Updated: Oct 23, 2018
With the back to school season in full swing, now is when many parent's start to think about how they are going to pay for their child’s education. Outlays for college can be very daunting and parents need to understand both the cost and funding mechanism. College expenses have routinely exceeded the overall inflation rate and this trend shows no signs of abating. See my other blog "The ABCs of Education Investing" that discusses the details about the costs of college and how they continue to grow.
As far as funding education expenses, there are a few tools available that are better than just accumulating money in a savings account. Let's discuss these options in some detail and below is table to help you further compare the products.
The main tool used for college education is the 529 plan. Each state has its own 529 which is run with an asset manager and the moneys are usually put in to mutual fund investments. A person can invest in any state's 529 and receive the federal tax benefits, though some states provide additional tax benefits and other perks for residents using their own state's 529 plan. These tax benefits can be significant. For example, Pennsylvania allows a $5,000 per individual ($10,000 for couple) tax deduction to state taxes along with being exempt from Pennsylvania inheritance, the assets are protected from the creditors and are not counted in determining state financial aid.
The 529 also has the highest contribution amount of $15,000 per year. It is a good estate tool as it allows people, in particular grandparents, to distribute their assets to the beneficiaries. Most 529 plans actually allow others to contribute amounts to the balances, so it is a good way to put money from birthdays to work. Plus, a beneficiary can be changed to another as long it is within the same family (siblings or cousins). A 529 can also be used for k-12 expenses as of the 2017 tax changes, but please note that some states (i.e. New York) will not provide a tax benefit if the funds are used for non-college expenses.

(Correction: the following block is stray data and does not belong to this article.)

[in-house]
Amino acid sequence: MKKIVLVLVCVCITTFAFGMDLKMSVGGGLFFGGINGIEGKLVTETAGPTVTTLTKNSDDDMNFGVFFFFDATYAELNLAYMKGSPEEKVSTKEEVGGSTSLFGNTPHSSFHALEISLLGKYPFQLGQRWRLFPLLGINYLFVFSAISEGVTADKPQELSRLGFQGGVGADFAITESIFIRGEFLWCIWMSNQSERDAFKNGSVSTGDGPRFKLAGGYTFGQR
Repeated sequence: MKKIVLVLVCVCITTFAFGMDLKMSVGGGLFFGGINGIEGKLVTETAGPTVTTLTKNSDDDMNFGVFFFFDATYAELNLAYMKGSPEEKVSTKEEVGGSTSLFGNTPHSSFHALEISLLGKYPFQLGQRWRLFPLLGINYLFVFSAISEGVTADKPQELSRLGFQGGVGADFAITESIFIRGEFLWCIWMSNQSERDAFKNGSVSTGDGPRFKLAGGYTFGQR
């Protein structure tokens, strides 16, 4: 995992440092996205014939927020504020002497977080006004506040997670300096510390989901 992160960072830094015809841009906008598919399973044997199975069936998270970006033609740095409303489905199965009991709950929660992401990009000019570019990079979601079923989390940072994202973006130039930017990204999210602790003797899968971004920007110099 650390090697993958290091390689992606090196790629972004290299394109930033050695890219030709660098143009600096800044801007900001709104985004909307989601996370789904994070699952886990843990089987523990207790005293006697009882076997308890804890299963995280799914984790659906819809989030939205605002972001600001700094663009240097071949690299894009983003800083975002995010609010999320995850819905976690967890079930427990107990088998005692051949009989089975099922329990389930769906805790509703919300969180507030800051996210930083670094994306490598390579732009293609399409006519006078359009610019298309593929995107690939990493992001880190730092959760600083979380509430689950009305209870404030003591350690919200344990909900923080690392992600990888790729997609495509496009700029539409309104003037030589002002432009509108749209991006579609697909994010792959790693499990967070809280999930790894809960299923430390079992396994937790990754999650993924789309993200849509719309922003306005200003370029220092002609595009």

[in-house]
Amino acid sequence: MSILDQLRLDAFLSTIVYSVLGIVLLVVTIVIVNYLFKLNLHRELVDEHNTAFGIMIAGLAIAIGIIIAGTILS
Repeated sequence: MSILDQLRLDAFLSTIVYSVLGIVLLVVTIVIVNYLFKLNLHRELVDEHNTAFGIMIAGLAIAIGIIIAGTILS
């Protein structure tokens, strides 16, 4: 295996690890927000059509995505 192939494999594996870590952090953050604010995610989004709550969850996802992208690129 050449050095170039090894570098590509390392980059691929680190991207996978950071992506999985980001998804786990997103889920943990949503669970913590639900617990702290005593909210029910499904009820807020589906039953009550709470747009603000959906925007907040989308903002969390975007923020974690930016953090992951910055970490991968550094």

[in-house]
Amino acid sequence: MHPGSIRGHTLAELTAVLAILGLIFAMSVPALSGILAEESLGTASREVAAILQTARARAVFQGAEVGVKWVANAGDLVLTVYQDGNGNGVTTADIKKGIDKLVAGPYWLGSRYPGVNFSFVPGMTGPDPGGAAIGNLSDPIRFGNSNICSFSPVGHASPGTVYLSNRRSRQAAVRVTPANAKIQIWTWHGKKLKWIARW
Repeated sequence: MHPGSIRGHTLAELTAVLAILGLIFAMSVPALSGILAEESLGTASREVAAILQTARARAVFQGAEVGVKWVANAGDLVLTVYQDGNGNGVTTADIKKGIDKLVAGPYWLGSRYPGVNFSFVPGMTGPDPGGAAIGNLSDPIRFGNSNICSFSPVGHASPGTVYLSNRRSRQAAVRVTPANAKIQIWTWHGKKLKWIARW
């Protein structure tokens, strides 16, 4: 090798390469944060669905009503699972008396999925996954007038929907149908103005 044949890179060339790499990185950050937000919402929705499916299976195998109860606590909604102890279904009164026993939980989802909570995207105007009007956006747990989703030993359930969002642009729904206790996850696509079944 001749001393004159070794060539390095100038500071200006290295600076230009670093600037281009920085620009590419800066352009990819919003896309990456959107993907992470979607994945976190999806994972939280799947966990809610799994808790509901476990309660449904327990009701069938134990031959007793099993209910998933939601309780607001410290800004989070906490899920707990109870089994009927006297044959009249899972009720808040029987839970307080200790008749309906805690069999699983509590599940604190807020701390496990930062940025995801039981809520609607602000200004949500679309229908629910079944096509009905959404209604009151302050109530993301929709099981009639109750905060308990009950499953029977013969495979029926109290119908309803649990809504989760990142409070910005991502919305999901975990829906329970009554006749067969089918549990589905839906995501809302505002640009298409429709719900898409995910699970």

The Coverdell Education Savings Account is the predecessor to the 529 plan and only allows $2,000 per year to be placed in to it. Assets can be invested in a wide range of products similar to that of an individual's retirement plan.
UGMA/UTMA are trusts that are setup for children. These trusts become the child’s money when the reach the age of Majority (18 or 21) deepening on the state. This money becomes the child’s money at that time and they can do whatever they want with it. It is also looked at as a child’s asset and counts more heavily towards their college education and thus could hurt them towards their college aid package.
If you would like to learn more about education funding or to see how much it may cost to send your kids to school, please setup a call with us.
These online calculators can be useful to help estimate how much college may cost: